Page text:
As to migration, it had practically dried up since the nineteen-twenties. All the countries of the New World did their best to keep the immigrant out unless he brought considerable sums of money with him. Japanese and Chinese immigration into the Americas had been completely stopped. Europe’s Jews had to stay and be slaughtered because there was nowhere for them to go, whereas in the case of the Czarist pogroms forty years earlier they had been able to flee in all directions. How, in the face of all this, anyone can say that modern methods of travel promote intercommunication between different countries defeats me.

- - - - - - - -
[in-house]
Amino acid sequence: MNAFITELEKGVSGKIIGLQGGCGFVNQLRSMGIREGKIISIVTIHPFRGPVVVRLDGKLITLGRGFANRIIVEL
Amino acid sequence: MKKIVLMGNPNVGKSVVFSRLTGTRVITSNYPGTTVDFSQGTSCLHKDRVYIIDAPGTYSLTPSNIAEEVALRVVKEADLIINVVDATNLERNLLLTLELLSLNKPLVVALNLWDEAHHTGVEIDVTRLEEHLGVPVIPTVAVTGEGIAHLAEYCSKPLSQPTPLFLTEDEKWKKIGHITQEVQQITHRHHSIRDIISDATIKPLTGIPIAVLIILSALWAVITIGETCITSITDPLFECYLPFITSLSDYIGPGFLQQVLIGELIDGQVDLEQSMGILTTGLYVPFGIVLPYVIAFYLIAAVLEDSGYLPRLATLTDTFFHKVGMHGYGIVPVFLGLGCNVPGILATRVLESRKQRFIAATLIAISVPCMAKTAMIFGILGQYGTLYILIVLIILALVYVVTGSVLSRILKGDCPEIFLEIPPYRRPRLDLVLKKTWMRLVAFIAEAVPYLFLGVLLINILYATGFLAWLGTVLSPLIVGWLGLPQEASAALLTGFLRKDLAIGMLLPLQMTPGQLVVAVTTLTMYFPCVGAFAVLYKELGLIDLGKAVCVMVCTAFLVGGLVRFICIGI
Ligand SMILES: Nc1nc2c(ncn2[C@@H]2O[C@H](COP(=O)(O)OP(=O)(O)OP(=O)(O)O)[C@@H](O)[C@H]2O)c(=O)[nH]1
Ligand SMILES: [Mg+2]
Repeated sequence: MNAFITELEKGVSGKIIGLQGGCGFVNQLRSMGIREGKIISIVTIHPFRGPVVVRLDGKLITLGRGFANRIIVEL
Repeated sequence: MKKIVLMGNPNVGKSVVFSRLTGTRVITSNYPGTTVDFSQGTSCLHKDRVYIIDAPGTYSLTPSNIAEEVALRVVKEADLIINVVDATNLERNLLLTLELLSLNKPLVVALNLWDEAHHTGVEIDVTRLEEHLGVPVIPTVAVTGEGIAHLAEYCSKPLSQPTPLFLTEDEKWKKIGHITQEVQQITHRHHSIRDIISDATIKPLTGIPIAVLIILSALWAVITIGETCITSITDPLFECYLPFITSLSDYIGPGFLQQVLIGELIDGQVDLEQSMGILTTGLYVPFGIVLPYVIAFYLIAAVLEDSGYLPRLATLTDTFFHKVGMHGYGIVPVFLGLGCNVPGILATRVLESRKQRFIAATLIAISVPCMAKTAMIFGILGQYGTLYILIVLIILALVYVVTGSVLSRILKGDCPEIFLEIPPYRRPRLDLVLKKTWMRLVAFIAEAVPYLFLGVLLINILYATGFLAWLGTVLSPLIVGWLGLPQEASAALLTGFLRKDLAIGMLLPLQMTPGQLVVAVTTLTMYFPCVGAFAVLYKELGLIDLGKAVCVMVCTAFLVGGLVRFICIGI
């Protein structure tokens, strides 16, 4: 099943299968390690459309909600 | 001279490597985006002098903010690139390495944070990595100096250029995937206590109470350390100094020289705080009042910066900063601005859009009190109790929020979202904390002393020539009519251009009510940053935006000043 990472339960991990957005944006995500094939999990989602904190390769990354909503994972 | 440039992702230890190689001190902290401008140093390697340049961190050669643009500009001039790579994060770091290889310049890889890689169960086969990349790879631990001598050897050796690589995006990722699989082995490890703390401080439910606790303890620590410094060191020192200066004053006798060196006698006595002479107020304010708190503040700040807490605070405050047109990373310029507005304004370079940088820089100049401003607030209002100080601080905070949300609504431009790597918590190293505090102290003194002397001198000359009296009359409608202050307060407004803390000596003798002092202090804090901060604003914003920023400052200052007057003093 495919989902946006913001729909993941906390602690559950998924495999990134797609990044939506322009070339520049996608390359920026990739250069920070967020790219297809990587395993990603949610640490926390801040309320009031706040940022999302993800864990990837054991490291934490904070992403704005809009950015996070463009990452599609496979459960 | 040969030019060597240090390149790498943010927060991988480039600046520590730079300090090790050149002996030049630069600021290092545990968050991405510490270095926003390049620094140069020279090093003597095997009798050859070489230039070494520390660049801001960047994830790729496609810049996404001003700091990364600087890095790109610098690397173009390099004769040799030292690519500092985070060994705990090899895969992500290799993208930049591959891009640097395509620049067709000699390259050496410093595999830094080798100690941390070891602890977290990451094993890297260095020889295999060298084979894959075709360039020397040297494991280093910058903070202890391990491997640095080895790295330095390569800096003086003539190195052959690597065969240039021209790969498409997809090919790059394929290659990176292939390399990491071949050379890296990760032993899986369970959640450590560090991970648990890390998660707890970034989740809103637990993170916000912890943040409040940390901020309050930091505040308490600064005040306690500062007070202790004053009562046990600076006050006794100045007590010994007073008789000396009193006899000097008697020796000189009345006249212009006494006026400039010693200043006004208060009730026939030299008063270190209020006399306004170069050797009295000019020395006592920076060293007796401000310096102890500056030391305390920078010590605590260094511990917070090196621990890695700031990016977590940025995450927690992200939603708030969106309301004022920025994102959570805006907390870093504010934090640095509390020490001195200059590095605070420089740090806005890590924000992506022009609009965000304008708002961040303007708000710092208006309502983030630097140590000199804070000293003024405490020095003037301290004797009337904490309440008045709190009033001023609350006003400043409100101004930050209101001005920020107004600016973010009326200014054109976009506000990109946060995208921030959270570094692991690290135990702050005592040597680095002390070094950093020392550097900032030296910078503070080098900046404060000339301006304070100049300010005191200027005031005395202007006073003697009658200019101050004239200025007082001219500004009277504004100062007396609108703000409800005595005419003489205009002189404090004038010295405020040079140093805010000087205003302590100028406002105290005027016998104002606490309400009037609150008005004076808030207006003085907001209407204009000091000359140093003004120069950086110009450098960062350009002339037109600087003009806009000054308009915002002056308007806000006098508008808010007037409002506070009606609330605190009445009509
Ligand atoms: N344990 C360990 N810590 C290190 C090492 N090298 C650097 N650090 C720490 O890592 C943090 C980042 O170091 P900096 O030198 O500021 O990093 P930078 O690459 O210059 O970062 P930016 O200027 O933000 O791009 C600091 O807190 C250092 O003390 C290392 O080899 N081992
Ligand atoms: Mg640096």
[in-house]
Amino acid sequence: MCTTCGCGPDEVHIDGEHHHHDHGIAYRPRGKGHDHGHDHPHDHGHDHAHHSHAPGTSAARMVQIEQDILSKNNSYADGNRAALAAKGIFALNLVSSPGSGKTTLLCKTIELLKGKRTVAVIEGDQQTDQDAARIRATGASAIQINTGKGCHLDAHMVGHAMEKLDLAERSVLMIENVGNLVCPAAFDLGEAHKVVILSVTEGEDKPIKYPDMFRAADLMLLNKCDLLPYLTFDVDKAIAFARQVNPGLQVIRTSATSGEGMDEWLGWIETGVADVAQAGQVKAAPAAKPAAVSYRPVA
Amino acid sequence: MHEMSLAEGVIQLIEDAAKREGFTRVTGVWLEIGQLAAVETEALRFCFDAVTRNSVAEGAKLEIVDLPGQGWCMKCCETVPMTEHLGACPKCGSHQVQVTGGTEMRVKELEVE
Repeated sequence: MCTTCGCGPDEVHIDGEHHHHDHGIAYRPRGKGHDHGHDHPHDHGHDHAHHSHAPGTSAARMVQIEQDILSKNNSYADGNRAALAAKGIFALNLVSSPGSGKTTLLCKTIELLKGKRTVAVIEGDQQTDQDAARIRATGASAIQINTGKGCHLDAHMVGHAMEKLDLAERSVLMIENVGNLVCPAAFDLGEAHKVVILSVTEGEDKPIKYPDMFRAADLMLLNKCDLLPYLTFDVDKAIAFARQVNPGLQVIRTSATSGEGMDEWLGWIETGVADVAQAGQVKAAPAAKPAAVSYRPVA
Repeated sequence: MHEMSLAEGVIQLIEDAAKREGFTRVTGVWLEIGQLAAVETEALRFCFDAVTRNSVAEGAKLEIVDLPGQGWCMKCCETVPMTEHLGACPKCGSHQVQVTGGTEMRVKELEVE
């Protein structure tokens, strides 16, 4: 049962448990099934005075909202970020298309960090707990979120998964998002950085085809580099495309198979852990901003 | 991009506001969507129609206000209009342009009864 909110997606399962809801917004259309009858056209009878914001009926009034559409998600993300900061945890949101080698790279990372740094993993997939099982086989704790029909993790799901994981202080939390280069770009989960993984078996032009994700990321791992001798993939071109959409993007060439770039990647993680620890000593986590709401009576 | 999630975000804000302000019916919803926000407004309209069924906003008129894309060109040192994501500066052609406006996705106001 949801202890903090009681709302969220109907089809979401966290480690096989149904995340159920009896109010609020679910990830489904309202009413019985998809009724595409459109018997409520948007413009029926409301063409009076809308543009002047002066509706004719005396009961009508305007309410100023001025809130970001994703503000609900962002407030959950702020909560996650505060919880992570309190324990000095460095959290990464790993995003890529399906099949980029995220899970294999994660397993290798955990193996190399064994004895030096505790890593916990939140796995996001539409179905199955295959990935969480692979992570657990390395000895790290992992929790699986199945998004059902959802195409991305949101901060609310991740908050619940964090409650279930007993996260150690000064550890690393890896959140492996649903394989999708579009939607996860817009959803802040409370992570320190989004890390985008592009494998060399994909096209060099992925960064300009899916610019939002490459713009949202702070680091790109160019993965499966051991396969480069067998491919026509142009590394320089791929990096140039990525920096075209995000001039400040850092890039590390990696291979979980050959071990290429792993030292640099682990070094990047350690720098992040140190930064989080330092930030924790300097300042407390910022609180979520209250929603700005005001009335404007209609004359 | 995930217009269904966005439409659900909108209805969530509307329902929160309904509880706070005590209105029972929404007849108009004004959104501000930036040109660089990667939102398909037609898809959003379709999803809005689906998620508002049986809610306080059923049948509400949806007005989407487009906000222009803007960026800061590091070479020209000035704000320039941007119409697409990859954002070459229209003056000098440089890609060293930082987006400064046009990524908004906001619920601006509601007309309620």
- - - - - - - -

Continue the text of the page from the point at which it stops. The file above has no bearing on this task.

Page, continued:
Intellectual contacts have also been diminishing for a long time past. It is nonsense to say that the radio puts people in touch with foreign countries. If anything, it does the opposite. No ordinary person ever listens in to a foreign radio; but if in any country large numbers of people show signs of doing so, the government prevents it either by ferocious penalties, or by confiscating short-wave sets, or by setting up jamming stations. The result is that each national radio is a sort of totalitarian world of its own, braying propaganda night and day to people who can listen to nothing else. Meanwhile, literature grows less and less international. Most totalitarian countries bar foreign newspapers and let in only a small number of foreign books, which they subject to careful censorship and sometimes issue in garbled versions. Letters going from one country to another are habitually tampered with on the way. And in many countries, over the past dozen years, history books have been rewritten in far more nationalistic terms than before, so that children may grow up with as false a picture as possible of the world outside.